Which brings up the point that picture books are all about the pictures. Make sure your story really needs pictures. If you study professional picture book guidelines, you'll notice that each page of text should be paired with a page that describes your suggested illustration.

In my experience, most amateur picture books have far too much text, far too much verbiage, and their picture descriptions are way too vague.

As an exercise, try visualizing your story WITHOUT words. Map it out on scrap paper, minus all the words. Then only include the words you need to tell the story. If your imagined picture shows a little girl running joyfully to her dad's arms with a big smile on her face, then your text should NOT say: "Margaret ran joyfully to her dad's arms with big smile on her face, and said 'Daddy I love you!'"

What about just:

"I love you, Dad!" said Margaret. (Illustration: girl runs joyfully to dad with a big smile on her face)

Let the pictures tell the story!

So that's my two cents. If you really want to get your picture book published, consider joining - the Society for Children's Book Writers and Illustrators. They are a great networking professional organization and they have great contacts in the established industry. The dues are worth it, and the local groups are great too. They'll connect you with other authors like yourself, and their conferences are very helpful places where you can have the chance to meet and talk with agents and publishers.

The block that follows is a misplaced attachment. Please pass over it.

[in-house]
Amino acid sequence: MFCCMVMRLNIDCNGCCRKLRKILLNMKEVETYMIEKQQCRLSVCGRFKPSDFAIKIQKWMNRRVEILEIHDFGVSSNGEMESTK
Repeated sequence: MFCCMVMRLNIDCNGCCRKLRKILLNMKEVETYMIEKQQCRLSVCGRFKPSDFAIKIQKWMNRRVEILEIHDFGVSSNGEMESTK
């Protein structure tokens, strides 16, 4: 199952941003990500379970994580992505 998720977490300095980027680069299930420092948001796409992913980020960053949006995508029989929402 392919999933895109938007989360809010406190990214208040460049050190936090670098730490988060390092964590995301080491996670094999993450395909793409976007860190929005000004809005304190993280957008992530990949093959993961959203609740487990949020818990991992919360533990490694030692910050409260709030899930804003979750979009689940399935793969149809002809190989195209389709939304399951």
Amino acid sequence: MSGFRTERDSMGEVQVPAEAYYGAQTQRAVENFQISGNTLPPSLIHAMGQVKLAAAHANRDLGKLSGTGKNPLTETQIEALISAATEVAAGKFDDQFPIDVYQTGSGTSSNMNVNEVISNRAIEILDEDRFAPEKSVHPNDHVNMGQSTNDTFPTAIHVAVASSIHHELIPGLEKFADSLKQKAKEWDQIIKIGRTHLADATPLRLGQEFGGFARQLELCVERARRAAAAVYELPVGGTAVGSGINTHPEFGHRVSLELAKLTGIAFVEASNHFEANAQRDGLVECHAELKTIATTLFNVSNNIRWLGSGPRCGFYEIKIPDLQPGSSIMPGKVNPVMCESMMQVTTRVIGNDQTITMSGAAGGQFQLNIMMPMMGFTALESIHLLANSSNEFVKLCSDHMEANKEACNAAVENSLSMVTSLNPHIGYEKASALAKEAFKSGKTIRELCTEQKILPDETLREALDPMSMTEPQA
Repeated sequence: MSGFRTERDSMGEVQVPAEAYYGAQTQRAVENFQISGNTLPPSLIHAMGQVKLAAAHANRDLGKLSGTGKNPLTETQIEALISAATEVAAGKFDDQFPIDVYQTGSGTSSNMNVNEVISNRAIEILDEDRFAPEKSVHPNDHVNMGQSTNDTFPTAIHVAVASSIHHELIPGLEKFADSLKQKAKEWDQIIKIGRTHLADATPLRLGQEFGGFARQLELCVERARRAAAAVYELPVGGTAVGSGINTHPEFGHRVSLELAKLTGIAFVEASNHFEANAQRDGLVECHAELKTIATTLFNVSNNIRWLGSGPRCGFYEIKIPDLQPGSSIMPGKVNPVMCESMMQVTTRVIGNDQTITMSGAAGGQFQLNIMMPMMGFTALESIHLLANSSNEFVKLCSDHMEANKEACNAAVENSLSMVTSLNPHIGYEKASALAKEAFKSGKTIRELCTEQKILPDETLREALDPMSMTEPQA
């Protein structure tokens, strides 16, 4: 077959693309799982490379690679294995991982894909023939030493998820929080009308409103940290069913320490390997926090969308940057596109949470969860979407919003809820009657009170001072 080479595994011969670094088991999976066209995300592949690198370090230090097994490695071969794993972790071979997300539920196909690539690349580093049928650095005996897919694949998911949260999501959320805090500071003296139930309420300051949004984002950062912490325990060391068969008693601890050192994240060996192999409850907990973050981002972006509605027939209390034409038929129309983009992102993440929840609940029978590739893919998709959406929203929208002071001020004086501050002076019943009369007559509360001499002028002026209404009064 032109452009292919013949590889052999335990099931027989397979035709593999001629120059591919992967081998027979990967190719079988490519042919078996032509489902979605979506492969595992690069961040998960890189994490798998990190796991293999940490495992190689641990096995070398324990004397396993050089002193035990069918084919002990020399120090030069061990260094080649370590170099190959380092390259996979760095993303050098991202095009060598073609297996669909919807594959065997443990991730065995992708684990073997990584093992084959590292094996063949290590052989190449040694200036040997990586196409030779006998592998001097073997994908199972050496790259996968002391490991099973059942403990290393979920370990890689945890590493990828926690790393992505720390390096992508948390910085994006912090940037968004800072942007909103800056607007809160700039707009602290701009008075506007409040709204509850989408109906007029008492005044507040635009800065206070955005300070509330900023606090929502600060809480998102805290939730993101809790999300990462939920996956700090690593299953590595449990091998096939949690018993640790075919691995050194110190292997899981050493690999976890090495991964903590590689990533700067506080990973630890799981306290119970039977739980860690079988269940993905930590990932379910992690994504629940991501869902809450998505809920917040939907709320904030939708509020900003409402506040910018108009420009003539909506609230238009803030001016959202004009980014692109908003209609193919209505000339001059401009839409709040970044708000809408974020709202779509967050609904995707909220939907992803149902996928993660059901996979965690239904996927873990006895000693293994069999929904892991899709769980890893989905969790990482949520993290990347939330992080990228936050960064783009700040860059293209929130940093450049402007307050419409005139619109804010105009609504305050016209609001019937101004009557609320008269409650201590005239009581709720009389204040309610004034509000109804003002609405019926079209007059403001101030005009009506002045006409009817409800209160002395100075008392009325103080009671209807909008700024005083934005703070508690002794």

Hope at least some of this is helpful to you! God bless your work!

Peace and good

Thursday, February 7, 2008

Fan Report: Fairy-Tale Sleepover

I was honored to find out that Amanda ("Lady Rose") and her friends had a Fairy-Tale Sleepover at her house in January. Check out the entry from her blog here. Cooking, drinking tea (but of course!) and posing for their own "coma" photos were among the activities (I don't know where you all come up with these things!). Enjoy!

Friday, February 1, 2008

Black As Night typos fixed....

Not that you'll want to run out and buy a new copy, but I fixed up more typos and tightened up some grammar in Black as Night. Why am I telling you this...? Because it's the last thing I had to work on before starting to revise The Midnight Dancers. Woot! Just clearing my desk before the next project....!